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Kalamu ya Salaam's information blog

From Addis to Capetown, Accra to Nairobi, Poland to New Zealand, and all of them other spaces and places in between, from all them jurisdictions regardless of whomsoever is nominally in charge. No matter.

We all have a favorite Marley song (or two, or three, four or more, maybe even most of them, all of them). Even some of us who don’t even much listen to reggae, we light up when his bright music come drifting through the atmosphere.

Him not come from no great big place with world-power government. Him not born with no silver nothing all up in his mouth. Him British father, him Jamaican mother, him new world prodigy who be old world wise.

Many, many, plenty of us have a Bob Marley story to tell. I saw him at a sound check in New Orleans one day and became a believer. As a journalist, I have been to a bunch of pre-concert prep sessions. Stage hands and lights-man, announcer and roadies running around making sure such and such is righteous. The star usually appears, if he or she even shows up at all, they appear very briefly. Just to make sure the volume is right, the placement, the backstage set, all a ready to roll.

When Marley run on stage, literally come bounding forward, even for the brevity of a perfunctory run through, he was more than all business. I saw the man close his eyes and sing. I saw the man throw his body thrashing about, possessed by a higher power. I saw the man. And I was afeared. Afraid he was going to hurt himself the way he flew through space singing and dancing like this was his last moment in life and he was giving it his all, leaving nothing behind but a small handful of us, our mouths hanging open. We had just witnessed a miracle.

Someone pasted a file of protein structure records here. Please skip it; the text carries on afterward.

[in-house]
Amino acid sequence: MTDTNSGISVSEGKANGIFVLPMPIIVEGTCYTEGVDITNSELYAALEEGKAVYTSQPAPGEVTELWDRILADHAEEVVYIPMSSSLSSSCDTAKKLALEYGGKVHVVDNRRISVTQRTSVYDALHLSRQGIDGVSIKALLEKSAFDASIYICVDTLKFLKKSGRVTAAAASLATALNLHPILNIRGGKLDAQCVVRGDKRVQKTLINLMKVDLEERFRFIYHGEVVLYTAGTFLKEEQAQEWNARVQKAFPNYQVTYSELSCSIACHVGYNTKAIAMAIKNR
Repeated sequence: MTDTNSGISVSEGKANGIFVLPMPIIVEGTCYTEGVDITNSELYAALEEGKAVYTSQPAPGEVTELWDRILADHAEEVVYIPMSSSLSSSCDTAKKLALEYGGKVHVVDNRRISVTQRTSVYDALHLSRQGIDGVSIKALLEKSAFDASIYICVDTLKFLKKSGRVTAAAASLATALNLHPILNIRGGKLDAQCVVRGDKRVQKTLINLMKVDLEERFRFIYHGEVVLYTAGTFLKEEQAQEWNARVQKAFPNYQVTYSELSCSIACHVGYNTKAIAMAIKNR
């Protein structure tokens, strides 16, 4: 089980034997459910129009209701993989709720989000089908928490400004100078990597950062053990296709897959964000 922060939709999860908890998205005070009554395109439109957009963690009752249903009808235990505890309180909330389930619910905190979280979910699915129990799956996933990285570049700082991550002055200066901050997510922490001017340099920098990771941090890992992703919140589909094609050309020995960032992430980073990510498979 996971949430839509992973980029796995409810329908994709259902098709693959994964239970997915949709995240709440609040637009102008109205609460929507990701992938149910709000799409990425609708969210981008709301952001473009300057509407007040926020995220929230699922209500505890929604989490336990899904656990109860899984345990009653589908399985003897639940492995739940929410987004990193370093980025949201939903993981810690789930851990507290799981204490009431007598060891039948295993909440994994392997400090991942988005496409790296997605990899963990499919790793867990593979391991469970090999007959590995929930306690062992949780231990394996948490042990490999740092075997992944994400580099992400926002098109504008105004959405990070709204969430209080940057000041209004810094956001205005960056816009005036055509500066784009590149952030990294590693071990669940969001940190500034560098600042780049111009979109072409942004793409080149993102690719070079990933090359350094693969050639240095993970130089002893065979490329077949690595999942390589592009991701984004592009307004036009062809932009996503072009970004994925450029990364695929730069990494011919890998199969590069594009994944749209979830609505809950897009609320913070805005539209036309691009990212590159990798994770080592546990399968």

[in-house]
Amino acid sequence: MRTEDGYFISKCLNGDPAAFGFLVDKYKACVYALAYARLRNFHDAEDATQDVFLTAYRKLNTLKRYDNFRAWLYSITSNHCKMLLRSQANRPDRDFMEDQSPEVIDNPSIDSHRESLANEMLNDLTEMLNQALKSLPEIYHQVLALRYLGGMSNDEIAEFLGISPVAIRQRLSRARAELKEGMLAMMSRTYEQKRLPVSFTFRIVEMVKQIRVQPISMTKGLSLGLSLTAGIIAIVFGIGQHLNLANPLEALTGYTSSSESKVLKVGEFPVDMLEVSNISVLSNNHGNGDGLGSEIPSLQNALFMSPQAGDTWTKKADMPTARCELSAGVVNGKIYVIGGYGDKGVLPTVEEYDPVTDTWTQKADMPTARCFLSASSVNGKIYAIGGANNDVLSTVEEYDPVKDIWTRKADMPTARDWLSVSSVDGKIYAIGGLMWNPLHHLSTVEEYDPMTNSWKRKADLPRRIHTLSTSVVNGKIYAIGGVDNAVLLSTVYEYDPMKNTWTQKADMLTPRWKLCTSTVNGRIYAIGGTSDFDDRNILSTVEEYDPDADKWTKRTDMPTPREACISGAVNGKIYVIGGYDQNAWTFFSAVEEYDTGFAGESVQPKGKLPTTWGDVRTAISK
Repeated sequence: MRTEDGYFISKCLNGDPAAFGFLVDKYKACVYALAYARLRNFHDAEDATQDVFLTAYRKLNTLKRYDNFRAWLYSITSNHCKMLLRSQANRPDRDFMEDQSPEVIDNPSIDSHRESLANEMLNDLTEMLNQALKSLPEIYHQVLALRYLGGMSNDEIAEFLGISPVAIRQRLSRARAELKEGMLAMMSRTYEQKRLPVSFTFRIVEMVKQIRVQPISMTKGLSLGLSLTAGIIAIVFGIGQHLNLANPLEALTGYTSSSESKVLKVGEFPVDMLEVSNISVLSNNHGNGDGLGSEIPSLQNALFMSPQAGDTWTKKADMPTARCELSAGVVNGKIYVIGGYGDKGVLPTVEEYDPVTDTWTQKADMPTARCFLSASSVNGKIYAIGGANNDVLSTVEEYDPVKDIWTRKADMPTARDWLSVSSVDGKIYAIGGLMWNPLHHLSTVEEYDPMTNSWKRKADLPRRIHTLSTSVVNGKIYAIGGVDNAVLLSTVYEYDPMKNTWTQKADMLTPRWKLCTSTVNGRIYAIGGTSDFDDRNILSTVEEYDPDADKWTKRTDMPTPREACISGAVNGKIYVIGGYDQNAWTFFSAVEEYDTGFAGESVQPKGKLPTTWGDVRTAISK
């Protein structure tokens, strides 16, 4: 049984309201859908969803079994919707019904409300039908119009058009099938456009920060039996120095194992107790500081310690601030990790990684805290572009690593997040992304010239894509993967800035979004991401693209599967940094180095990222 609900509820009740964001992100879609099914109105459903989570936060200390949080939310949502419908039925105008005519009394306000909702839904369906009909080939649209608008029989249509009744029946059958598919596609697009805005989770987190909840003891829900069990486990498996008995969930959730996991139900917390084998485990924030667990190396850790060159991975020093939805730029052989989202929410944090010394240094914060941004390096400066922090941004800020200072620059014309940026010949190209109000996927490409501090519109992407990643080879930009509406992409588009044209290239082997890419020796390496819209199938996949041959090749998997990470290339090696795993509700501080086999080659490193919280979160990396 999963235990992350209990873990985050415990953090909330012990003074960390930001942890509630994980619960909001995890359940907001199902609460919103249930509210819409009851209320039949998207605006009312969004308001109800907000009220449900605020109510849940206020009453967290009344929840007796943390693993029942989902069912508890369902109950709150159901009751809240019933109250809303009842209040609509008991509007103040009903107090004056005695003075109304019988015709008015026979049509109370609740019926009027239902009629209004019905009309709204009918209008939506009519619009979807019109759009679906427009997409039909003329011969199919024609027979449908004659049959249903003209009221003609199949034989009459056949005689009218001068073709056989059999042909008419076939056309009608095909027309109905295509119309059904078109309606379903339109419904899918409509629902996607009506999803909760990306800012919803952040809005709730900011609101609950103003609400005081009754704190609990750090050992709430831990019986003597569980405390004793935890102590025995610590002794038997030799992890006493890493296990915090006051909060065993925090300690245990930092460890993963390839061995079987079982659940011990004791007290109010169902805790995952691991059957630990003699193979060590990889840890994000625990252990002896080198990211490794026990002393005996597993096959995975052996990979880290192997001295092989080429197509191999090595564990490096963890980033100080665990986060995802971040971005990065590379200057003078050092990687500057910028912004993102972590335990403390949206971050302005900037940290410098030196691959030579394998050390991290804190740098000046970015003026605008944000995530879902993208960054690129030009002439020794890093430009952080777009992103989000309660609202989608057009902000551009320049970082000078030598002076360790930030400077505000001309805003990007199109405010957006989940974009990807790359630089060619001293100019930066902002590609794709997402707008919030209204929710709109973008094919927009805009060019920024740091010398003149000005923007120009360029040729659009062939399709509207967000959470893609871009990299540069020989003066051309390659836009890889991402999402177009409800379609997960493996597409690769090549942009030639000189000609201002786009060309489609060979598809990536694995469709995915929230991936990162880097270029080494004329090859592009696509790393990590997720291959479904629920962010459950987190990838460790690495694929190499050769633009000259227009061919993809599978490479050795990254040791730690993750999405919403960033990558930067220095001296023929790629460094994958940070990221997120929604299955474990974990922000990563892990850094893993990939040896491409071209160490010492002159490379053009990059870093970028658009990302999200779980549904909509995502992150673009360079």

How he was who he was, how he passed this way, made this world merry. Seriously, for real, wasn’t nothing fake. No show business. No look at me, I’m a star. No requesting or demanding special treatment. No entourage of hangers on. 

Bob Marley.

So this is a song in remembrance of him, of what he did for all he a touched, for all of we. Just a little pretty diddy that meant, and continues, to mean so much: No Woman, No Cry. For all the Black women of the world, this is a song for you, whether you know it, have heard it, don’t know it, “who the hell is some, what you call him: Bob Mr. Marley”. Don’t matter. This is your song.

No matter how terrible was yesterday, how bad is today (and, yes, it is bad), how hopeless it seems tomorrow might be, or how, to the contrary, you might just tiny, tiny, tee-na-chie, cross your heart and hope to die, carry forth because you know and will never forget that we be the survivors. The Black survivors. And we shall overcome.

No matter who you be or what you do (or don’t). No matter. Some how, we shout the Marley song. We are convinced. We know, embrace, and act on the profundity of his music.

He is gone but his music is still here. Not just on records and tapes. But here within us. Deep. All up inside us. Ears. Eyes. Heart. Skin. He and we. I & I believe. Marley made the world a better place when he sang. When we listened to him. Everything. This is a Bob Marley song for all the women of the world, letting you know that there are some men dedicated to the proposition of our empowerment, to the making of a better world, to the promise: every little thing is going to be alright.

 

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  1. stan #
    July 20, 2020

    Oh hell yeah mon, this is worthy of SWEET POTATO PIE.
    I &I ,Conquering Lion of Judah.

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